The college girls must have been from four-year schools like A&M, because they looked at Connie like they expected her to be beamed up to the mother ship. I took their order right quick, so I didn’t have to listen to them sniffing and saying stuff like, “Wow, I wish I could get my foundation to go on like that.” I pinned their order up on the spinning rack outside the kitchen for Cully, the cook, and then I got Connie her Coke. Just so she’d know I’d noticed, I pointed my head over at those girls and said, “They’re, you know, so full of it.”

  “I don’t even notice, querida. Don’t you worry,” said Connie in that Tejana-girl voice she used to goof around, where she said “choo” for “you” so she’d sound like her grandma. All the sisters liked to pretend to be Grandma Gutierrez having one of her temper fits, flapping her shawl at you like a bullfighter. “I don’t pay them no mind.”

  “All the same,” I said, “what is different about your face?”

  “Like I said, I’m studying corrective cosmetics.” She took a sheaf of papers out of her big black bag then and spread them over the counter. I had to sit down when I saw.

  There were pictures of a dark Hispanic woman with pouchy red scars all over one side of her face and of a baby girl that was the cutest thing except for this big ugly stain that started up under her baby hairline and spread all over one of her little cheeks.

  “What happened to the baby?”

  “She was born that way.”

  “It’s not a burn?”

  Connie pointed to the other picture, the one with the red, shiny scars. “That there lady was burned. Somebody threw scalding water,” Connie said in a low, ominous voice. “She went around like that for six years. Little kids screamed when they saw her on the bus. She didn’t have no self-esteem.” Then Connie flipped the sheet over. It was the same lady, only the burns were gone.

  “That’s after she had surgery,” I said.

  “No, ma’am,” said Connie. “That first shot was after she had surgery. The burns went so deep they couldn’t hardly get grafts on at all. Either that or the doctor was an idiot, I don’t know. Anyway, they used special makeup, which is nongreasy and waterproof.”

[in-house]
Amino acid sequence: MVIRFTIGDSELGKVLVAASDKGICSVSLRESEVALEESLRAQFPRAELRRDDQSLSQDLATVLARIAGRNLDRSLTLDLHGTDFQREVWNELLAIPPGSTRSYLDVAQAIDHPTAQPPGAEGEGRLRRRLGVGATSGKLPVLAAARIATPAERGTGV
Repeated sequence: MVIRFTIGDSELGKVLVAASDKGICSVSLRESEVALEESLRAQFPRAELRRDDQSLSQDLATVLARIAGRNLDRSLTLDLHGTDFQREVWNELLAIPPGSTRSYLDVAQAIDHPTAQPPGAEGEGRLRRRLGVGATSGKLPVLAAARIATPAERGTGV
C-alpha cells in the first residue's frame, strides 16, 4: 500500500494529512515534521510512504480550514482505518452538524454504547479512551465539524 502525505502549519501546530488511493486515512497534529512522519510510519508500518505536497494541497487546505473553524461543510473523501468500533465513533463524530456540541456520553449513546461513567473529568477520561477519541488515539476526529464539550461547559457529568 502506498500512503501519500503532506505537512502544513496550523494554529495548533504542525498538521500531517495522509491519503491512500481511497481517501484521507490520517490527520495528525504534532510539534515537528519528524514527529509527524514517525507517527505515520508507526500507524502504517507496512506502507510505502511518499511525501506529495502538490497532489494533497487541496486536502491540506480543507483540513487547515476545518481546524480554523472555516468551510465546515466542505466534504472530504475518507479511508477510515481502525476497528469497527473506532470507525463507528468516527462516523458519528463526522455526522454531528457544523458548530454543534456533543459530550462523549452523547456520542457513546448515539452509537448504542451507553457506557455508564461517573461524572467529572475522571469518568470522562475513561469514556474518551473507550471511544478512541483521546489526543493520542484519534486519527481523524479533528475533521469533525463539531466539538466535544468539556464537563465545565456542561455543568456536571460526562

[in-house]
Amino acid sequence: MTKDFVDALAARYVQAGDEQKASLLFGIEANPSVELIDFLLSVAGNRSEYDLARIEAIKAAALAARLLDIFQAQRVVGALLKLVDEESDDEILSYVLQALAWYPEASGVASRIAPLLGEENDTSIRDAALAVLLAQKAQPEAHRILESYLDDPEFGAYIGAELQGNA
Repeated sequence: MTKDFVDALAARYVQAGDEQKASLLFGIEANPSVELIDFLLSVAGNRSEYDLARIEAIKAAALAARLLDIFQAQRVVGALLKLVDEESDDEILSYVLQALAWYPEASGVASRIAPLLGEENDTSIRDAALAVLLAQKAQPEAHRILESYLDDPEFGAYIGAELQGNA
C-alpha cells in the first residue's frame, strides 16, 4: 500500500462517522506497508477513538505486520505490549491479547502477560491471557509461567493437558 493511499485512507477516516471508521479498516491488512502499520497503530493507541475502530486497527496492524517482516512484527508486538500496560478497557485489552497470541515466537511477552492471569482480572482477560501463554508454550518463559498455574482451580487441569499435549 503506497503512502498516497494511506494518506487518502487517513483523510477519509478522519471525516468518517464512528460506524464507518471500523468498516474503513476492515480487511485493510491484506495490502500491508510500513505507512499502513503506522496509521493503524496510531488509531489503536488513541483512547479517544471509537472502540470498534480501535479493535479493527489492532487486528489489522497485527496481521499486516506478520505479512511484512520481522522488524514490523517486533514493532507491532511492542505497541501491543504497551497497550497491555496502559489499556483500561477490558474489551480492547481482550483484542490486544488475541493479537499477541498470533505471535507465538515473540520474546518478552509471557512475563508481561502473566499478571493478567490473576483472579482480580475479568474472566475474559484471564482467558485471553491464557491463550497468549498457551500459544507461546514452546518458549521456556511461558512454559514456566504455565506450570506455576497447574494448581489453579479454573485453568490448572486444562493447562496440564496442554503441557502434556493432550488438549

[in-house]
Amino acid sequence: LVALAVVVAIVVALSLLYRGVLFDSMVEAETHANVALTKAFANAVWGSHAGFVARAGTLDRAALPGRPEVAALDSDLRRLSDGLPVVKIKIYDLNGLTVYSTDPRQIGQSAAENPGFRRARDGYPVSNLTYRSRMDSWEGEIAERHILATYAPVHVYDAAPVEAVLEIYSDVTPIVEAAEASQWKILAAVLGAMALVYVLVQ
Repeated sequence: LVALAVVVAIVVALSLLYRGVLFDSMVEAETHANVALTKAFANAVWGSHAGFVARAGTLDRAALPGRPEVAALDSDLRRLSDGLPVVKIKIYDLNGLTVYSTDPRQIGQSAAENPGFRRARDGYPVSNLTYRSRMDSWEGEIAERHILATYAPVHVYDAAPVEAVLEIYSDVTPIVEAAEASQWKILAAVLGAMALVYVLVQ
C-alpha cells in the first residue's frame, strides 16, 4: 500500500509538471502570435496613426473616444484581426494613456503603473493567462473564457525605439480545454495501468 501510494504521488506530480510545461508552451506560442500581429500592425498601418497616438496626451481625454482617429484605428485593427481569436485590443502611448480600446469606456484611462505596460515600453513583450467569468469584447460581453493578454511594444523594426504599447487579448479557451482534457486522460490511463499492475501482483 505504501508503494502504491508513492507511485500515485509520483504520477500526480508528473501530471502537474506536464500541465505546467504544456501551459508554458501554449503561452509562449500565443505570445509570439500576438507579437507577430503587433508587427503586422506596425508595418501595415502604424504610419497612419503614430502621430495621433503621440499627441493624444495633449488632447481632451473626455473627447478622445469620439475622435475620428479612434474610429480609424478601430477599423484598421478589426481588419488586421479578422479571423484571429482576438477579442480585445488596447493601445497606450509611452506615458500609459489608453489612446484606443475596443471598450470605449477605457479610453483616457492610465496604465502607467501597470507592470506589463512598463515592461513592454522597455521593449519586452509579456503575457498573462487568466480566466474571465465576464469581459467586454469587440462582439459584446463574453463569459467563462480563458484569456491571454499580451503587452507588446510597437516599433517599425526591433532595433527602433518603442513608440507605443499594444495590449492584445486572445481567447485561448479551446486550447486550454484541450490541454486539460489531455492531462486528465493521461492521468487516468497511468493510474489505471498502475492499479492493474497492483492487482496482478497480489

“That is amazing,” Elena said over my shoulder, pas
sing behind me to give Mr. Justice his last cup of coffee. “So if it’s such a miracle, how come you look like you dressed up for Halloween a month early?”

  Connie ignored her. “Now, this baby girl here,” she said, “she was born with what you call a port wine birthmark. That’s ’cause it looks like somebody poured a glass of red wine on her. And her mama learned how to put Cover Creme on her so people wouldn’t think that little baby was horrible-looking, because she can’t have cosmetic surgery till her skin gets all grown, or whatever.”

  “What are you studying it for?” I asked her.

  “Well,” said Connie, “it’s partly personal. I have what’s called a nevus mark. See?” She lowered the neck of her blouse a little, and I could see this big blue bruise. “It won’t never go away, and I got a big one on my butt and two big ones on my thighs too, which is why I never was one to go to the beach with boys, like Gracie.”

  I thought to myself that if those marks were the reason Connie didn’t go like Gracie, they were probably a blessing, kind of like a protective shield. Then I thought about how happy it must have made that baby’s mama and daddy to see her look so pretty, like she was meant to look, and how it would feel to be the person who gave them that gift. But all I said was, “That’s way cool. Do you, like, teach people to do it on themselves? Can anyone learn it?”